If the DNC had followed this example, the main debate would feature Biden, Sanders, Warren, Harris, Buttigieg, O’Rourke, Booker, Klobuchar, and perhaps two others. That would have had the advantage of letting all the currently leading candidates actually interact with one another onstage, but it naturally would have been a disappointment for all those candidates who aren’t currently polling well and get relegated to a less exciting and interesting event.

Instead, haunted by those ghosts of 2016, the DNC announced in February that the assignments of qualifying candidates to particular nights would be made at random. However, that still posed the risk that purely by chance, the party would end up with one “kids’ table” debate and one debate with most or all of the top-tier candidates.

So in May, the DNC and NBC News decided that rather than one random drawing for candidates, there would be two, as Politico’s Zach Montellaro and Steven Shepard first reported. The candidates would be divided into those polling at least 2 percent on average and those polling below that. Each group would be split among the debate nights about equally.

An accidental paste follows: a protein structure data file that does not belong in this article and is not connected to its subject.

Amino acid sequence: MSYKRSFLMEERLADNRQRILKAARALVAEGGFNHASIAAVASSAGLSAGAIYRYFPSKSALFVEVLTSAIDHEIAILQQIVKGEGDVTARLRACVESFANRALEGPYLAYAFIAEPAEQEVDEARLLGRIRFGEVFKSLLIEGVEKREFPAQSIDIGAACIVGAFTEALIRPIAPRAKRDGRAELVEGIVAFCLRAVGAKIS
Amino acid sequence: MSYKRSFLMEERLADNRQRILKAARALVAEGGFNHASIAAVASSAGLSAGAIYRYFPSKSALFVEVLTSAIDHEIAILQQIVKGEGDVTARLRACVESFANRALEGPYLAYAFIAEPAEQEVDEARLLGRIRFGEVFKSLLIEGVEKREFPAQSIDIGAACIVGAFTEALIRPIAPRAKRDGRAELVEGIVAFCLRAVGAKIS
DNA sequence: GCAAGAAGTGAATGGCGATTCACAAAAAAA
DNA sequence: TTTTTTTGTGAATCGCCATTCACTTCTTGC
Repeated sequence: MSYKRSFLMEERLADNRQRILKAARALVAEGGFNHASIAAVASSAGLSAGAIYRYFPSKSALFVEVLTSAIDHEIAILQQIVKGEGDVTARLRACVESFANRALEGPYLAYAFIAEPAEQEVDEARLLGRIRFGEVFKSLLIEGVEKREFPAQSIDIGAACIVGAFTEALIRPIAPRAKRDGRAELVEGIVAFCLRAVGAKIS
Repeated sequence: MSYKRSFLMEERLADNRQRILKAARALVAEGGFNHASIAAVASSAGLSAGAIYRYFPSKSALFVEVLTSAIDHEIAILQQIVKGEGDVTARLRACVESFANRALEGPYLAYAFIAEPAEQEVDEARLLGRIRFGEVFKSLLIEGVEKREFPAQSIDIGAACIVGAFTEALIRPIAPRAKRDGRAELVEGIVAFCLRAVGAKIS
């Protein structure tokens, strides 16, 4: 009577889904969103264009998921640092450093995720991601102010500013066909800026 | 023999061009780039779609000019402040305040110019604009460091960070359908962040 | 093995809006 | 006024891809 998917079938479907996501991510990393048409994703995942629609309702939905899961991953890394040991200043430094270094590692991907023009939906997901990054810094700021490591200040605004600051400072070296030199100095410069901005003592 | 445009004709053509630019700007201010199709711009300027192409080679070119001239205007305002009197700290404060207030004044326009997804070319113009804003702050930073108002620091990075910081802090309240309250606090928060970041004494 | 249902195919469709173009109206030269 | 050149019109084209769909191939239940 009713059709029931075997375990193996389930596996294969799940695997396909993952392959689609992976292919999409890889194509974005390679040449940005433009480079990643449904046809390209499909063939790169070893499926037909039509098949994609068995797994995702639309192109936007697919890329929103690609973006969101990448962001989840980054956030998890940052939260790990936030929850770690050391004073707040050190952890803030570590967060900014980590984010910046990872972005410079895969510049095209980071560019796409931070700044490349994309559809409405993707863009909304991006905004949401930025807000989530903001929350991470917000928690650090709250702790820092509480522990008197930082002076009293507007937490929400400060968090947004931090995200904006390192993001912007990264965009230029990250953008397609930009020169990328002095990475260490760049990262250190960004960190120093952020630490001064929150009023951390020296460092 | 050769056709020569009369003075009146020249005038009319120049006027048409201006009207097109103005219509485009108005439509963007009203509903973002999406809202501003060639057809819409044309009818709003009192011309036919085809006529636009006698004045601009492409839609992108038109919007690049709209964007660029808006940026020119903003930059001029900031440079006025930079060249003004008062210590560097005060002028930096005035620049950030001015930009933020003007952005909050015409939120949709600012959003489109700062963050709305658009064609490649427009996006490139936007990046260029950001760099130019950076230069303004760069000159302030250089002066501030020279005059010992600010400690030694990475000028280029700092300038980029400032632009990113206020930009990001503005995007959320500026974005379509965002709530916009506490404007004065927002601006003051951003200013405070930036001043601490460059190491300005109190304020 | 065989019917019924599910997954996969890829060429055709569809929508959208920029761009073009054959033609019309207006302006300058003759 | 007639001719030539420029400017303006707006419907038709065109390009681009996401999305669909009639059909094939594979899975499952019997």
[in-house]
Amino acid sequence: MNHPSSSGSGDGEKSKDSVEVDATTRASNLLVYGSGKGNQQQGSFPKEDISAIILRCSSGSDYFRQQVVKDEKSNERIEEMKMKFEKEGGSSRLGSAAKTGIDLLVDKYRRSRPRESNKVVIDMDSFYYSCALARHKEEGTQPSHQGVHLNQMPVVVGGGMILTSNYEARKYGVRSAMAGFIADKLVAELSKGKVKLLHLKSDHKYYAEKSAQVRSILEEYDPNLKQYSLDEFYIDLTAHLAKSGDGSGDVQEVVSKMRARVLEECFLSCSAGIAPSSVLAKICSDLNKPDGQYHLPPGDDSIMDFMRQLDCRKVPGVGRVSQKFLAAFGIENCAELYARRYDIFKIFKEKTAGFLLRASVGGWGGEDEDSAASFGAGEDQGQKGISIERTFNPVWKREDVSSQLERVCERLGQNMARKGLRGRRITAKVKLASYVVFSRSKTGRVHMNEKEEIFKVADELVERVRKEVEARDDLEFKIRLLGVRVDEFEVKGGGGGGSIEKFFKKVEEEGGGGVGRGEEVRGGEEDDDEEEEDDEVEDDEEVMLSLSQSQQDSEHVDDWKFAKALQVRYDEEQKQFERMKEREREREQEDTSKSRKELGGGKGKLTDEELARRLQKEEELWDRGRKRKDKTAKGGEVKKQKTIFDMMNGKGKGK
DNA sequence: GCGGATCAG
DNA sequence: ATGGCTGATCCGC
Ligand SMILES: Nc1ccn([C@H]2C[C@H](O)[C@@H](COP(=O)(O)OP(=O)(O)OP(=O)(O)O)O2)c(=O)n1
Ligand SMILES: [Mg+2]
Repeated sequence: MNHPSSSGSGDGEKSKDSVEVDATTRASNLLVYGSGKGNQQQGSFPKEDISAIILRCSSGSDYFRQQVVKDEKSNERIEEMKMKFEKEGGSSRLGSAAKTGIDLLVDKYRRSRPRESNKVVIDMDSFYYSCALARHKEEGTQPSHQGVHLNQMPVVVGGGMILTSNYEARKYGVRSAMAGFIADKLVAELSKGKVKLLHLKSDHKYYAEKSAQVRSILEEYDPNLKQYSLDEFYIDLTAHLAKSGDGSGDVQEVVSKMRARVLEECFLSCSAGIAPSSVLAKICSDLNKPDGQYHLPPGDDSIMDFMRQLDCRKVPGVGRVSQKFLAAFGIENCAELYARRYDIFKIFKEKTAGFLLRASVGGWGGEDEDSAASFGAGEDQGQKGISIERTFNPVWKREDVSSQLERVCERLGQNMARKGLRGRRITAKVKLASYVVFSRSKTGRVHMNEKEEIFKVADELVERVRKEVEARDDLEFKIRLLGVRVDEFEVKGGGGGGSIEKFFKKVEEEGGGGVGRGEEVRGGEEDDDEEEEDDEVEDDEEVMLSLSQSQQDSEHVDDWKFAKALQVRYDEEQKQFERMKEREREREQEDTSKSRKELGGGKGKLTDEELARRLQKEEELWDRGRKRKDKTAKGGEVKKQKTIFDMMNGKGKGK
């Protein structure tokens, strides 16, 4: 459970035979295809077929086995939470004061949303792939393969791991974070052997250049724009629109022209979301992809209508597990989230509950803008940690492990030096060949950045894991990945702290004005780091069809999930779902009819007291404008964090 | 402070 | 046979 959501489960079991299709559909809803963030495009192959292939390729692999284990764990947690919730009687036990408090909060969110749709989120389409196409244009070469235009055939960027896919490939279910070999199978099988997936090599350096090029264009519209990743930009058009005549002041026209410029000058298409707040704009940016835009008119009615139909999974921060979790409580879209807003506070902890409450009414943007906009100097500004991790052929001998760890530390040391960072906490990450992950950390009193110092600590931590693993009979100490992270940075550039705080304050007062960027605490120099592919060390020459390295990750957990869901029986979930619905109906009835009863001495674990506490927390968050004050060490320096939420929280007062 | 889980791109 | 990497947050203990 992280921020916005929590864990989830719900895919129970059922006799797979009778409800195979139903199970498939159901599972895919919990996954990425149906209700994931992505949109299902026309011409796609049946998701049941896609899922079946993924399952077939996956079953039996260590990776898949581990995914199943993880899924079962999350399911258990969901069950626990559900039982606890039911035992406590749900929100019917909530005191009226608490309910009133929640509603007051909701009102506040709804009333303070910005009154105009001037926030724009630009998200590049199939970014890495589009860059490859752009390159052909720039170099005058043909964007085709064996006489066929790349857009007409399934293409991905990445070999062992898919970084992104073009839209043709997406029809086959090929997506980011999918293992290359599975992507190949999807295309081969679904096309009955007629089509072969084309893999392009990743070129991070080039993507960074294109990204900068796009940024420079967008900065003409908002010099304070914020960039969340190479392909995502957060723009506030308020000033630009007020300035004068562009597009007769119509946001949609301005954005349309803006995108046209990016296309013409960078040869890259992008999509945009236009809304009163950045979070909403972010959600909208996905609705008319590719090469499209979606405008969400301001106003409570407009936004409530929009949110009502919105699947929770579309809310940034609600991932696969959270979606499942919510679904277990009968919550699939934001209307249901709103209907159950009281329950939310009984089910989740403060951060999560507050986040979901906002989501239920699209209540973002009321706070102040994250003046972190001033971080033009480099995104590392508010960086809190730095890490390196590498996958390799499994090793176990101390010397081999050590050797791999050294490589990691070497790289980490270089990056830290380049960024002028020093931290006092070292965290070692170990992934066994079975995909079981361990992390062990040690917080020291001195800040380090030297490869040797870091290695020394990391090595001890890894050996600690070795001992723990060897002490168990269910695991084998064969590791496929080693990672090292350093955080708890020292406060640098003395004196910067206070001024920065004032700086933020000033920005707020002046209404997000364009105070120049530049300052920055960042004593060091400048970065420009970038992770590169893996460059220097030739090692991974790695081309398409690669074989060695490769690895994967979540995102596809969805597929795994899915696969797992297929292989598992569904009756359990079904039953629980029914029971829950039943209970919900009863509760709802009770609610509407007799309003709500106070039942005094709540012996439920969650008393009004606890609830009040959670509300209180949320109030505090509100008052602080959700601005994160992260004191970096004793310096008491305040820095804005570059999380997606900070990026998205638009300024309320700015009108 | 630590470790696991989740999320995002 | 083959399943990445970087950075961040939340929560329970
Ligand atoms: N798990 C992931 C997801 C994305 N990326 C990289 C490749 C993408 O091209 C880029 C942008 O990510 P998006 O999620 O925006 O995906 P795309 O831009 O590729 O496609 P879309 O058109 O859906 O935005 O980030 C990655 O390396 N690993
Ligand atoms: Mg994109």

The particular polling average the DNC will use to determine this cutoff isn’t clear, but the candidates who are close to polling at that level nationally are Biden, Sanders, Harris, Warren, Buttigieg, O’Rourke, Booker, and perhaps Klobuchar. The DNC’s rule would ensure that half of those candidates appear on the first debate night and half on the second night. (The drawings will take place this Friday.)

So there’s guaranteed to be a few big names onstage each night. The cost of that is that some of those big names won’t get to actually pit their ideas against each other. And if time is allotted equally among onstage candidates (which won’t necessarily be the case), the lesser-known contenders will get a majority of speaking time.

What about the next debates?

All these are arguably reasonable trade-offs for the party to make, to err on the side of inclusion — for now.

But at some point as the campaign continues, it would be nice to give the leading contenders some time to actually debate one another.